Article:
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I am in the process of rebuilding a current system (orders, invoicing, payments, Vendors, etc), which includes normalizing the current tables with more tables and lookup tables to spead up queries,reporting, and implement new system features.

Their current customer table using a CustomerNumber as PK with a format like 'A1005'. The letter is the first letter of the customer name, and then the number is incremented by 1 for each additional customer with that letter, starting at 1000. The customer wants to keep the CustomerNumber field as part of the new system, so the addition of an int PK field would be for internal purposes only.

Once the new system is build, I have to convert the old data/tables to the new system tables. If I did add an in PK, then I would have to change all the FKs in the other related tables (orders, billing, shipping info, etc) to link instead to the new int PK field.

This user had only about 1500 customers, but has 20k to 100k records in the other tables (orders, billing, etc). Searches are often made on the CustomerNumber or CustomerName.

So I am wondering, should I add a integer primary key to the customer table for all the reasons that using an int PK is a good idea? Would there be any benefit to changing the primary key for this table in the new system? And would those benefits compensate for the more complex conversion I would need to do for the old data to import into the new system?

Thanks!

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2 Answers 2

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I agree with Matthew Wood to a degree.

The only thing that I'd change as you go about this would be to add the INT (identity) and make it the clustered index - versus the existing primary key, providing that it's currently the clustered index. You can still have the same PK - you just need to make it a non-clustered index instead.

Also, look at your Orders, Billing and other tables to ensure that the clustered index is one where rows are added at the "end" of the table and not in the middle or at the beginning.

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Why not make the existing PK a clustered index? Most of the searches will be on the existing customer number, and I thought that is what the clustered index is for. –  Tonya Jan 2 '13 at 22:08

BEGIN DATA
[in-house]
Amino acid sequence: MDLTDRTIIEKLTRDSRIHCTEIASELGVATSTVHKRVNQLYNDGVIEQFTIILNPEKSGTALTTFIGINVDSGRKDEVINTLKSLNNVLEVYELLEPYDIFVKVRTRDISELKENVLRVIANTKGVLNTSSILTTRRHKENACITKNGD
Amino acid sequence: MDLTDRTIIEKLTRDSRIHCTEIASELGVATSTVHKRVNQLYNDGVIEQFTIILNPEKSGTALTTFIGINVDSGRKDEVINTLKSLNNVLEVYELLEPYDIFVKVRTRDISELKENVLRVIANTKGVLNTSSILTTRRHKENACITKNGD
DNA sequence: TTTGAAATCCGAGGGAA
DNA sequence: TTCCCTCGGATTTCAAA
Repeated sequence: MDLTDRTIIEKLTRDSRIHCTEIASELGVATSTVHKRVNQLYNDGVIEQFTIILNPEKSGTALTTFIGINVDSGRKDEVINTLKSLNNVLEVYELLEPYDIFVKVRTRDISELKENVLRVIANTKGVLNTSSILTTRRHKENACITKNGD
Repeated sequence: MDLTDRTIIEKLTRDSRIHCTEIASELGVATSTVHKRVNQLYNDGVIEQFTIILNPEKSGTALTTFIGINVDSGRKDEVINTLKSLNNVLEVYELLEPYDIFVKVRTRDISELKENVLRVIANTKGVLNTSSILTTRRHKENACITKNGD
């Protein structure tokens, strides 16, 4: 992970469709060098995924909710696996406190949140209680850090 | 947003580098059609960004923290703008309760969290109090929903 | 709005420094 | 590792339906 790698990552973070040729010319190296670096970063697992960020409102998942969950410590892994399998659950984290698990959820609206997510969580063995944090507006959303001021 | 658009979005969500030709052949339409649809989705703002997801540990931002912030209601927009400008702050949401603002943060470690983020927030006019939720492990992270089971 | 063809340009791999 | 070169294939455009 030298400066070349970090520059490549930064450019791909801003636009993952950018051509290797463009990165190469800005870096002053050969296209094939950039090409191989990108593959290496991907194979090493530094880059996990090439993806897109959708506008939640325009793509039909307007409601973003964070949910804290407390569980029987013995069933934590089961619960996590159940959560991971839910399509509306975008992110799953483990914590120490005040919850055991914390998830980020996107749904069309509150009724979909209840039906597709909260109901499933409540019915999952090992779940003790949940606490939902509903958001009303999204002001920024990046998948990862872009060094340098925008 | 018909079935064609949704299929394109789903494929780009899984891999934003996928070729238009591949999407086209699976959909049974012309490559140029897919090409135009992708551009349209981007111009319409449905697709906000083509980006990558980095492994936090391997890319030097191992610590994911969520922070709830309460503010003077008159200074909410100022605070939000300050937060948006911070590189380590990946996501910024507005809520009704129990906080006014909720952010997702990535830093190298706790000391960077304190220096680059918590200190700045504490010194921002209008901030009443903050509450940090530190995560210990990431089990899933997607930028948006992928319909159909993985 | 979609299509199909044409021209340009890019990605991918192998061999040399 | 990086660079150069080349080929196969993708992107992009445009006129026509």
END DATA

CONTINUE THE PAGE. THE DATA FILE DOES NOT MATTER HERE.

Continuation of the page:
I saw Matthews comment above, and I think I understand your answer better. –  Tonya Jan 3 '13 at 4:42
    
Actually this answer directly contradicts mine. I'm saying you don't need the IDENTITY column at all and adding it at this point will only make life more complicated. –  Matthew Wood Jan 9 '13 at 20:37

No, it is complete overkill for the size of this system and an unnecessary complication for an established database. As for "all the reasons that using an int PK is a good idea", those reasons only apply in either VERY large systems (the performance argument), in systems without CASCADE UPDATE on FKs (the immutable argument), or where a overly-simplistic ORM (or similar style) is in use (the "object identifier" argument).

Keep it simple and work within the existing design. You're just creating a ton of extra work and risk of errors if you try and retro-fit a new set of keys onto the existing data.

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Thanks for the simple-and-to-the-point response. I have been known to over-think and over-plan, and after reading so many pros and cons regarding primary keys, I got a bit overwhelmed and confused. Keeping it simple is good advice, and I hope to keep that in mind. –  Tonya Dec 29 '12 at 2:05
    
Agree with @Matthew - keep it simple. It's only a small table. Make sure for your other tables that they have a good key that is sequential - you don't want to have to reorder an index everytime you do an insert –  Greg Dec 30 '12 at 23:26
    
@Greg I guess I didn't understand that part of clustered indexes. So the idea is have a sequential clustered index (due to efficiency during inserts), but add other indexes as needed for searcher, right? –  Tonya Jan 3 '13 at 4:41
    
To an extent, yes. Each index you add is going to have a cost on every insert/update/delete you run on that table because the index will need to be updated. You need to weight that cost against the benefit of search speed. –  Greg Jan 3 '13 at 5:02

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